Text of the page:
Understanding Compliance When it Comes to Testing

Written by Jenny Germano

All products are tested prior to sale, is that enough to keep you and your customers safe? 

It doesn't matter what type of license you have, understanding the role of the testing lab and how the collection of samples, the transport of samples, and the testing of samples is related to your compliance processes is important. 

Testing labs are subject to the same rules as all other licenses but additionally need to follow a set of laboratory regulations that are not part of the state cannabis system. Internal compliance in the lab helps them fulfill their obligation to provide accurate results in a timely manner. Labs can also fall victim to some of the same pressures that force other types of license out of compliance. Pressure to inflate potency numbers is the most common, but failure to complete all microbial tests, or lack of data security can cause loss of integrity and failures that lead to recalls and major marketplace disruptions.  Thing to look for include:

  • Labs certified by ISO 17025 (the industry standard of lab operations)
  • Integration that has results automatically transmitted to clients and state authorities.  
  • Required samples are collected in a professional manner from your facility. 
  • On time performance for turnaround of results. 

Besides the full panel tests that are required to allow the sale of products to consumers, Growers and Manufacturers will need to do potency and terpene tests at various stages of the product development to verify their processes. Working closely with the testing lab on these additional types of tests will allow the organization to accelerate new product deployment in the marketplace. Dispensaries should also regularly spot test products on their shelves to verify testing details that appear on the label. This is especially important with new suppliers and new testing labs.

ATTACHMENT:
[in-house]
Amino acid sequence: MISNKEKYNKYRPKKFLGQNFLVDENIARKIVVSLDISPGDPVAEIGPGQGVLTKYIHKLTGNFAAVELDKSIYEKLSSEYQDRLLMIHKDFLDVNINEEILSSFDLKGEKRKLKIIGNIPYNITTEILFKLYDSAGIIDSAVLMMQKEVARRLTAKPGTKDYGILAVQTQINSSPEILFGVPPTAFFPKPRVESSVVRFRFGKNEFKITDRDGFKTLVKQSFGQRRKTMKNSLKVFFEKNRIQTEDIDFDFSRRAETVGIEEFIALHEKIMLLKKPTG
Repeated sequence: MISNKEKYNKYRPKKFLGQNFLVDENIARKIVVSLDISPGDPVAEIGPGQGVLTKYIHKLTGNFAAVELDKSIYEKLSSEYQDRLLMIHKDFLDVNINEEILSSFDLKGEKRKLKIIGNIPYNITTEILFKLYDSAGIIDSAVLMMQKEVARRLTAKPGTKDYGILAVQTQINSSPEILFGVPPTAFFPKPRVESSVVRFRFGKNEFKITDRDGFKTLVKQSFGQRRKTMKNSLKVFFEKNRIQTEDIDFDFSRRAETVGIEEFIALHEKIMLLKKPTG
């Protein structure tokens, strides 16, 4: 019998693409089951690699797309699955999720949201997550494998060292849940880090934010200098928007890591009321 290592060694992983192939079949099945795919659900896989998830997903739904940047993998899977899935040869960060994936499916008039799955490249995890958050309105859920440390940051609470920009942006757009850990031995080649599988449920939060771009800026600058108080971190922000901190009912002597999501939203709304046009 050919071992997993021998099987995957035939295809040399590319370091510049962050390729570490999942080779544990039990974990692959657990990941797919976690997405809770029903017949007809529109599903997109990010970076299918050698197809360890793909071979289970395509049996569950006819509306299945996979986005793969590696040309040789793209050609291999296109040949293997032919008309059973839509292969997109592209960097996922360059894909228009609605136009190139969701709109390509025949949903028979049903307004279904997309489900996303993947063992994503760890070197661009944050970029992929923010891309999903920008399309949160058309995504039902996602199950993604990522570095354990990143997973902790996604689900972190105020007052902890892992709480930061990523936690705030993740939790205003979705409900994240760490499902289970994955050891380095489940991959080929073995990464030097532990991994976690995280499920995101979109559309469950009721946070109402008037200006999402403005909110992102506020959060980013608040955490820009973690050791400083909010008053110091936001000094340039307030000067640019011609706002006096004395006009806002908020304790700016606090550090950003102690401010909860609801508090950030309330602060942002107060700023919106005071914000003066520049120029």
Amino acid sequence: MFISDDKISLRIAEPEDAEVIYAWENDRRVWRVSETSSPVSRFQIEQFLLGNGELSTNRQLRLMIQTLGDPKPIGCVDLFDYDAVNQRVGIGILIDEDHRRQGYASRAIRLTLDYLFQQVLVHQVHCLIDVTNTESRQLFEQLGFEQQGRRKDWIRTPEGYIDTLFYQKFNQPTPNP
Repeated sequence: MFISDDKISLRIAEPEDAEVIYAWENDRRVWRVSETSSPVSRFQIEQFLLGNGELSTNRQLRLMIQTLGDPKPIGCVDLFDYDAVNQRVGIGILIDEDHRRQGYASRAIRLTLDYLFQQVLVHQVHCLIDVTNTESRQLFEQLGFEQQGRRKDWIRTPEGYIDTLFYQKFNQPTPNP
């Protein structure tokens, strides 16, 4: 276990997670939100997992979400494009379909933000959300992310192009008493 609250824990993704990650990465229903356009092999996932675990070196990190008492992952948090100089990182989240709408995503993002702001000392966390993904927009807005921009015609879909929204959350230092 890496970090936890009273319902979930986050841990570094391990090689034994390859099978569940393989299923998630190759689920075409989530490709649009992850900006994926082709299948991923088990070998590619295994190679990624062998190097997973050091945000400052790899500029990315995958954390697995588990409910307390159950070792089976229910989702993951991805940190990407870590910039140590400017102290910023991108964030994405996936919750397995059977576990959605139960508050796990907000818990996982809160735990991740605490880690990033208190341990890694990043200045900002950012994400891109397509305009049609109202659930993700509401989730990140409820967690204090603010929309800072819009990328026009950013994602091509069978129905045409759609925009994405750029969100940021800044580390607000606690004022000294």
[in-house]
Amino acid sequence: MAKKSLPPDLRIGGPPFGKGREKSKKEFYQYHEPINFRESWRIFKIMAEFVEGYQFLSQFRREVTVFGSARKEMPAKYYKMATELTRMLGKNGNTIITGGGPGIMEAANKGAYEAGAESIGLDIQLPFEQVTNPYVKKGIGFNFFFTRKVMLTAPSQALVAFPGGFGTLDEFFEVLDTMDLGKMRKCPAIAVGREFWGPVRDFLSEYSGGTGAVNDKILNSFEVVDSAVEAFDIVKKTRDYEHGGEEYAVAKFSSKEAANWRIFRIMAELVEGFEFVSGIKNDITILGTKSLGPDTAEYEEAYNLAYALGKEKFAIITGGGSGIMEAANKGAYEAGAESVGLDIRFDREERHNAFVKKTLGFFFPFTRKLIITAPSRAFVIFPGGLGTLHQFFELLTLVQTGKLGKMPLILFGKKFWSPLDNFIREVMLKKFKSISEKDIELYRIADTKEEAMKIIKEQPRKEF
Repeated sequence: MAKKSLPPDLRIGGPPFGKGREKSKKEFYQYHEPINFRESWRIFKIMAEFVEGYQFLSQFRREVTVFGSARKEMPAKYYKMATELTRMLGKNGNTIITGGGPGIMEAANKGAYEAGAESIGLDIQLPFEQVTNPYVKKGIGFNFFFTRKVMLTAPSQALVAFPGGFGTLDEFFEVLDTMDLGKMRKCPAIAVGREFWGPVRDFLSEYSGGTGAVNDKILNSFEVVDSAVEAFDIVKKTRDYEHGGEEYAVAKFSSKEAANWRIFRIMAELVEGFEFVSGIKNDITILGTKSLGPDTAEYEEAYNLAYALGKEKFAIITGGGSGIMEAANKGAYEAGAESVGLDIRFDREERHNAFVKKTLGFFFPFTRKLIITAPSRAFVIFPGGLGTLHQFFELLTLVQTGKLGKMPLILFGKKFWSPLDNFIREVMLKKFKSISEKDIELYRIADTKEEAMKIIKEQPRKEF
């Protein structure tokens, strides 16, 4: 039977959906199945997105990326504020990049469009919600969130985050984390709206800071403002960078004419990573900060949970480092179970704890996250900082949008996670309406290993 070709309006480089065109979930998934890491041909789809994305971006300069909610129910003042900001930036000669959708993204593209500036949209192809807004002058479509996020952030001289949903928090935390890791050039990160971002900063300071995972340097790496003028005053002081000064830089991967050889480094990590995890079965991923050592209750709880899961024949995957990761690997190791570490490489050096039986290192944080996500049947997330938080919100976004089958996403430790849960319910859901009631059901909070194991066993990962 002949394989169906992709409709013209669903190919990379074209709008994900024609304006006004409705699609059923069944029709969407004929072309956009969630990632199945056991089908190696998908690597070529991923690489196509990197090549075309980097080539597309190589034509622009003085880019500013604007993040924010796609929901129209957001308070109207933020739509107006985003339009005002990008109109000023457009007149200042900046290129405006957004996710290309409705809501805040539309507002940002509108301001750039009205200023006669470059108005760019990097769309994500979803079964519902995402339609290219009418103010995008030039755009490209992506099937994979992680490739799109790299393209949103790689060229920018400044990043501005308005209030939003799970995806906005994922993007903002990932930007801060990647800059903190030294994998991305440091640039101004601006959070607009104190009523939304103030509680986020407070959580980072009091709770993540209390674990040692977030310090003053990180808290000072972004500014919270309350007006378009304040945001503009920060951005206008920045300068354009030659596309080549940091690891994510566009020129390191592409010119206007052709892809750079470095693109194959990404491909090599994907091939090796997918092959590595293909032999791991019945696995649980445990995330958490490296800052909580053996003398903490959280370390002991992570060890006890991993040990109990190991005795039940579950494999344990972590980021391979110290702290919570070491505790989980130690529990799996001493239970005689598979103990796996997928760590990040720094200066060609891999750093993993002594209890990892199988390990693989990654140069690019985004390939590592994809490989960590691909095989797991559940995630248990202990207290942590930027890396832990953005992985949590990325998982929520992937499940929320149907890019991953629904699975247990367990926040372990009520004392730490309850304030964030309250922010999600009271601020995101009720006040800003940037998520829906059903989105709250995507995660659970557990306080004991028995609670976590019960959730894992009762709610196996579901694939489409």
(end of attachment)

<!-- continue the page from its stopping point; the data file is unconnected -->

However the testing lab integrates with your operations, make sure that there are specific SOPs that detail the interactions, the more you document your involvements with the testing lab the chances of disruptions from recalls and other actions from the state can be minimized. If you understand the types of tests that the lab is doing and why and how the results appear on the label or in the seed-to-sale software, you can be proactive. 

Regulations for testing change regularly and there is no standard across licensed markets but generally the required tests include, Pesticides, Heavy Metals, Residual Solvents, Microbial Analysis, and Cannabinoid Profile. Optional additional tests that may be requested from the testing lab include, Terpenes, and Expanded Cannabinoid Profiles including CBG, THCV, and others. The testing lab has normally invested close to one million dollars to obtain the equipment required to perform the testing listed above and is usually committed to quality service. Partner with the testing labs that provide the services you need, to develop a relationship that will benefit both your companies and the marketplace.